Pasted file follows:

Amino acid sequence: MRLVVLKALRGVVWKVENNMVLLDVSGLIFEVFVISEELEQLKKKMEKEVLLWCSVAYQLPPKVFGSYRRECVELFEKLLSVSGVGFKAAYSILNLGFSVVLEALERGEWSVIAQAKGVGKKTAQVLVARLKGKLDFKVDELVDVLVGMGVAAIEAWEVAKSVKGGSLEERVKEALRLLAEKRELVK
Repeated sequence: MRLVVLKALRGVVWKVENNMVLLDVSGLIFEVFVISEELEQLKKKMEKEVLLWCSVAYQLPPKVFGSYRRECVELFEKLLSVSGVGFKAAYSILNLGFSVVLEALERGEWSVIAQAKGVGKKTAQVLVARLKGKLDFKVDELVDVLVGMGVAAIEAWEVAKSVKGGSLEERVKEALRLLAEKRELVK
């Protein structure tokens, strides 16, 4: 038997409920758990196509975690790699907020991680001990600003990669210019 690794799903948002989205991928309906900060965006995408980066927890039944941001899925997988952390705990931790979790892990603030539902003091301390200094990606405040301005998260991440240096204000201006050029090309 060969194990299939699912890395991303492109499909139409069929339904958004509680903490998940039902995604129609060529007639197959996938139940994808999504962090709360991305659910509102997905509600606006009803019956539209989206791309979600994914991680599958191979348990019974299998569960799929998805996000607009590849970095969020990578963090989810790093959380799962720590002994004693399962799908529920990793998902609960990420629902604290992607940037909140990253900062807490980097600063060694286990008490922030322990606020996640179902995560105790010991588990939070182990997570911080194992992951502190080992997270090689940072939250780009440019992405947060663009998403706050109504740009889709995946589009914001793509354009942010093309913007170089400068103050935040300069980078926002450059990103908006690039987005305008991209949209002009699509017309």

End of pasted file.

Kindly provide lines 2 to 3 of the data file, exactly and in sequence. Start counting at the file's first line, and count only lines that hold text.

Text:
Repeated sequence: MRLVVLKALRGVVWKVENNMVLLDVSGLIFEVFVISEELEQLKKKMEKEVLLWCSVAYQLPPKVFGSYRRECVELFEKLLSVSGVGFKAAYSILNLGFSVVLEALERGEWSVIAQAKGVGKKTAQVLVARLKGKLDFKVDELVDVLVGMGVAAIEAWEVAKSVKGGSLEERVKEALRLLAEKRELVK
């Protein structure tokens, strides 16, 4: 038997409920758990196509975690790699907020991680001990600003990669210019 690794799903948002989205991928309906900060965006995408980066927890039944941001899925997988952390705990931790979790892990603030539902003091301390200094990606405040301005998260991440240096204000201006050029090309 060969194990299939699912890395991303492109499909139409069929339904958004509680903490998940039902995604129609060529007639197959996938139940994808999504962090709360991305659910509102997905509600606006009803019956539209989206791309979600994914991680599958191979348990019974299998569960799929998805996000607009590849970095969020990578963090989810790093959380799962720590002994004693399962799908529920990793998902609960990420629902604290992607940037909140990253900062807490980097600063060694286990008490922030322990606020996640179902995560105790010991588990939070182990997570911080194992992951502190080992997270090689940072939250780009440019992405947060663009998403706050109504740009889709995946589009914001793509354009942010093309913007170089400068103050935040300069980078926002450059990103908006690039987005305008991209949209002009699509017309």